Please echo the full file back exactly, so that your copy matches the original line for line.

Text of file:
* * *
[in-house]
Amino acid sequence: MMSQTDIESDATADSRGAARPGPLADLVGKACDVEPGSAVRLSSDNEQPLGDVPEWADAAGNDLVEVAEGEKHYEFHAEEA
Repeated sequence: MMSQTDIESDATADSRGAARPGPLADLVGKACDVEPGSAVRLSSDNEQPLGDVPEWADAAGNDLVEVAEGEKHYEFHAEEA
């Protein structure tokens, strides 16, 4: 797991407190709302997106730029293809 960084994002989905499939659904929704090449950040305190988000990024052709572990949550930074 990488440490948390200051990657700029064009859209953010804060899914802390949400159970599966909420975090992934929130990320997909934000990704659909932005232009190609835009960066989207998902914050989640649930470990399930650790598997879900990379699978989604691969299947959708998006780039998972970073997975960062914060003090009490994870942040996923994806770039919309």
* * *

[in-house]
Amino acid sequence: MMSQTDIESDATADSRGAARPGPLADLVGKACDVEPGSAVRLSSDNEQPLGDVPEWADAAGNDLVEVAEGEKHYEFHAEEA
Repeated sequence: MMSQTDIESDATADSRGAARPGPLADLVGKACDVEPGSAVRLSSDNEQPLGDVPEWADAAGNDLVEVAEGEKHYEFHAEEA
């Protein structure tokens, strides 16, 4: 797991407190709302997106730029293809 960084994002989905499939659904929704090449950040305190988000990024052709572990949550930074 990488440490948390200051990657700029064009859209953010804060899914802390949400159970599966909420975090992934929130990320997909934000990704659909932005232009190609835009960066989207998902914050989640649930470990399930650790598997879900990379699978989604691969299947959708998006780039998972970073997975960062914060003090009490994870942040996923994806770039919309």